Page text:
Early this year, cash sales slid higher showing an increase from December but coming in at a considerably lower percentage than where they were the year before. According to CoreLogic, cash sales totaled 35.5 percent of residential transactions. Reports show that this is 1.9 percent higher than the previous month. Cash sales usually rise in January, but this year’s numbers actually came in 4.2 percent lower than what was reported in 2015.
Before the housing crisis, cash sales were about a quarter of all home sales. Homes purchased with cash peaked at 46.6 percent in January 2011. CoreLogic predicts that if cash sales continue to decline overall annually, then they will be hovering around their pre-housing crisis levels a year from now.
Buyers of owned real estate, or REO, typically use cash in most of their dealings. This was the case in January as almost 60 percent of these sales were cash. Resales were next at 35 percent and short sales came in at just over 31 percent. When it comes to new home purchases, cash sales for these residences are usually in the mid-teens. In January, they were at 17 percent.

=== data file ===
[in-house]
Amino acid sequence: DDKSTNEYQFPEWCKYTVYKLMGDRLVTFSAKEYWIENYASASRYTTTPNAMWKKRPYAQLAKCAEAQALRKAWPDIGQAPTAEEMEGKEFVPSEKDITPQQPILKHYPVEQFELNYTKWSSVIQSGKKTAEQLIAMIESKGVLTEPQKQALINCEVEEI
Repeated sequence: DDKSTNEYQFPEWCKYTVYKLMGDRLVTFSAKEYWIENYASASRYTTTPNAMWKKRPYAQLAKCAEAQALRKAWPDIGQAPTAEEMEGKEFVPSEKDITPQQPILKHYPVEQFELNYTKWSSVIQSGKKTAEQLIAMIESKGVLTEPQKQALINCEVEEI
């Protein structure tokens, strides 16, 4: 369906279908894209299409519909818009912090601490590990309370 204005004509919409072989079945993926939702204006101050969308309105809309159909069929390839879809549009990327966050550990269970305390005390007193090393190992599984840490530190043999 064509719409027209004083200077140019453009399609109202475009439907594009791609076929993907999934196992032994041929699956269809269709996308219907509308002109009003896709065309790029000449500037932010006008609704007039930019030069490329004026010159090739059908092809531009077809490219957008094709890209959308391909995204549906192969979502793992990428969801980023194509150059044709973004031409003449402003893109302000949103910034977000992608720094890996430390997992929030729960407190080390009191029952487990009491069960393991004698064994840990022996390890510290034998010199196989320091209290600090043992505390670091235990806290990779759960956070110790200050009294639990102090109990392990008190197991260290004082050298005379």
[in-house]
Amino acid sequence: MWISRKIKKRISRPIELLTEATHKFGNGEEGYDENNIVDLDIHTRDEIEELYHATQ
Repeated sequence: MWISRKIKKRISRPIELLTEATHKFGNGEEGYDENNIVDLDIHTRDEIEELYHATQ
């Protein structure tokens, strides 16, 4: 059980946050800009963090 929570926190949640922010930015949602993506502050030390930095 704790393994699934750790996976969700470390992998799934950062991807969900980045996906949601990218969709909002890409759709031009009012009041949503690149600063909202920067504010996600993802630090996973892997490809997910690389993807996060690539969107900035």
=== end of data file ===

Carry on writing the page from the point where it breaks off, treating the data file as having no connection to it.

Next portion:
The REO sales that were all-cash transactions stayed high. However, these transactions were only 7.8 percent of all sales early in the year. Most of the cash sales occurred in Alabama at a rate of 53.1 percent while Florida was second at 49.1 percent. New York was next at 47.4 percent and West Virginia and Mississippi tied with 45.8 percent.
Market trends never fail to intrigue. We’ll have to watch and see if the current trends continue or if change is on the horizon.